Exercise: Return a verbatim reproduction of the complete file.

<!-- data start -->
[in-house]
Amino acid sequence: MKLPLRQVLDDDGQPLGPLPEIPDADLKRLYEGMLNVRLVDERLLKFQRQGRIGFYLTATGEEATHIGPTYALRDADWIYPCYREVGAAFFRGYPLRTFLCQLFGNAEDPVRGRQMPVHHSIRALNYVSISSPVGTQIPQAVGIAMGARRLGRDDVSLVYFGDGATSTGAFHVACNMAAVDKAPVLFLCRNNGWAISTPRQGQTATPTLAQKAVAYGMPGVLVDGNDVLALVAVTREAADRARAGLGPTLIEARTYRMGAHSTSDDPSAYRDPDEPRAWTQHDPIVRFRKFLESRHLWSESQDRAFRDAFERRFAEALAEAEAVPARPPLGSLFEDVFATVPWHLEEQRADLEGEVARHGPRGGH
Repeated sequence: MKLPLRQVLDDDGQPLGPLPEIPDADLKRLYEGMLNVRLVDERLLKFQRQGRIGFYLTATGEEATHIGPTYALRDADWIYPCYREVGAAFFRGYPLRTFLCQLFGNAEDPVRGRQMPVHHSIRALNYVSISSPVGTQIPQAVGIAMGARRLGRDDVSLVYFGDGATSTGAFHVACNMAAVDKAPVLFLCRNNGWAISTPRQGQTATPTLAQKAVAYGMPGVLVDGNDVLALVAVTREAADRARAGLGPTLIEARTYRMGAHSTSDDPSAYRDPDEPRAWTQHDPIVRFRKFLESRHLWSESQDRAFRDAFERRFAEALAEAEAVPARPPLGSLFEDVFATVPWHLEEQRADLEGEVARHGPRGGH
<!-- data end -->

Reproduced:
[in-house]
Amino acid sequence: MKLPLRQVLDDDGQPLGPLPEIPDADLKRLYEGMLNVRLVDERLLKFQRQGRIGFYLTATGEEATHIGPTYALRDADWIYPCYREVGAAFFRGYPLRTFLCQLFGNAEDPVRGRQMPVHHSIRALNYVSISSPVGTQIPQAVGIAMGARRLGRDDVSLVYFGDGATSTGAFHVACNMAAVDKAPVLFLCRNNGWAISTPRQGQTATPTLAQKAVAYGMPGVLVDGNDVLALVAVTREAADRARAGLGPTLIEARTYRMGAHSTSDDPSAYRDPDEPRAWTQHDPIVRFRKFLESRHLWSESQDRAFRDAFERRFAEALAEAEAVPARPPLGSLFEDVFATVPWHLEEQRADLEGEVARHGPRGGH
Repeated sequence: MKLPLRQVLDDDGQPLGPLPEIPDADLKRLYEGMLNVRLVDERLLKFQRQGRIGFYLTATGEEATHIGPTYALRDADWIYPCYREVGAAFFRGYPLRTFLCQLFGNAEDPVRGRQMPVHHSIRALNYVSISSPVGTQIPQAVGIAMGARRLGRDDVSLVYFGDGATSTGAFHVACNMAAVDKAPVLFLCRNNGWAISTPRQGQTATPTLAQKAVAYGMPGVLVDGNDVLALVAVTREAADRARAGLGPTLIEARTYRMGAHSTSDDPSAYRDPDEPRAWTQHDPIVRFRKFLESRHLWSESQDRAFRDAFERRFAEALAEAEAVPARPPLGSLFEDVFATVPWHLEEQRADLEGEVARHGPRGGH